FIGS. 5A, 5B and 5C show a preferred cable wrap employing a lithium battery. A cable wrap may be made having sections such that it can be cut to length in the field. For example it could be produced in-line having sections such that, say, one section was suitable for a cable of about 15 mm diameter and that four sections would be needed for a cable of 80 mm diameter, and 2 or 3 sections be needed for intermediate sizes. The tape could be 20-60 mm, say about 50 mm, wide and each section be about 50-80 mm, say about 70 mm long. The preferred dimensions could result in a heat output of just above 3 watt hours per section.
A tie wrap 17 is shown in FIG. 5A. It is coated with a hot-melt adhesive 22 on each side. Electrical leads 18 are connected to the anode and the cathode of the internal battery, and as a result connection together of leads 18 causes current to flow through the internal resistance of the battery and any other heating element within the wrap. That causes the wrap to become hot and the adhesive 22 to be activated.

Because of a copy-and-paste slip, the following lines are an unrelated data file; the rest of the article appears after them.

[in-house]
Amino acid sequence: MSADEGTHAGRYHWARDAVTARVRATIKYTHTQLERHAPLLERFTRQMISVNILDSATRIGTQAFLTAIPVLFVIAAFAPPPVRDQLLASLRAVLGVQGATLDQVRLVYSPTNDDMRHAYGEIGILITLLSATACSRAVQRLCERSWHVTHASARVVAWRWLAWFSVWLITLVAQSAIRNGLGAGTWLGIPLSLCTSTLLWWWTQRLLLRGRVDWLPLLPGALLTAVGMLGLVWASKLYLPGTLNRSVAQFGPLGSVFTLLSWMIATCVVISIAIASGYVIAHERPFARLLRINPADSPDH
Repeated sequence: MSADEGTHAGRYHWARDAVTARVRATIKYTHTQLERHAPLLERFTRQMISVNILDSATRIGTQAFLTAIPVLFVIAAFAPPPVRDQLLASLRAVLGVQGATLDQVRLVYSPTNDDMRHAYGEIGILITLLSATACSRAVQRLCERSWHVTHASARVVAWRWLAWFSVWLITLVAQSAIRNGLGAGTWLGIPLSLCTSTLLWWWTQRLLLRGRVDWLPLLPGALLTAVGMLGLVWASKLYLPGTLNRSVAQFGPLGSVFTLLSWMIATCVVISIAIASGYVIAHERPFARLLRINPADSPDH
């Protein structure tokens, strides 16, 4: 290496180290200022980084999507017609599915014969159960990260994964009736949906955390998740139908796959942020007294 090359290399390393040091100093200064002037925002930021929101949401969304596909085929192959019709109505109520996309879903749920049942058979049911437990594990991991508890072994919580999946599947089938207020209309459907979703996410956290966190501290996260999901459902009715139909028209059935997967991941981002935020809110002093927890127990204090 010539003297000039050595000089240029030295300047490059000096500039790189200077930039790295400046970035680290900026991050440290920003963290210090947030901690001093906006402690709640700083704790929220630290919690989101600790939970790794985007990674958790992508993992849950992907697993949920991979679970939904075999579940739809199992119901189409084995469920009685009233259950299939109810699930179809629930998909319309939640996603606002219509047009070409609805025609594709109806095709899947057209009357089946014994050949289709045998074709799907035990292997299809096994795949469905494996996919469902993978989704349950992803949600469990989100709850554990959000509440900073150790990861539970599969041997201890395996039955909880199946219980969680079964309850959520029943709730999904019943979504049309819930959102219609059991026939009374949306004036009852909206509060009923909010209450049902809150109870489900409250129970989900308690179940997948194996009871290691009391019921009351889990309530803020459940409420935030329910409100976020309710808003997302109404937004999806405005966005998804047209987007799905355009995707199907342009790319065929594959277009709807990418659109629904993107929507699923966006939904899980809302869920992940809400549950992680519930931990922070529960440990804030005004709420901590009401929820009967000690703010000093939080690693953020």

A cross-section through the wrap is illustrated in FIG. 5B. One can see a lithium electrode 23, a porous membrane 24, an electrolyte 25, and a magnesium dioxide or other suitable electrode 26.
The tie wrap 17 shown in FIG. 5C also has a PTC heating element 28 connected in series with the lithium battery. Heat is generated at least in part within the element 28 which, due to its PTC behaviour, regulates the heat output of the strip.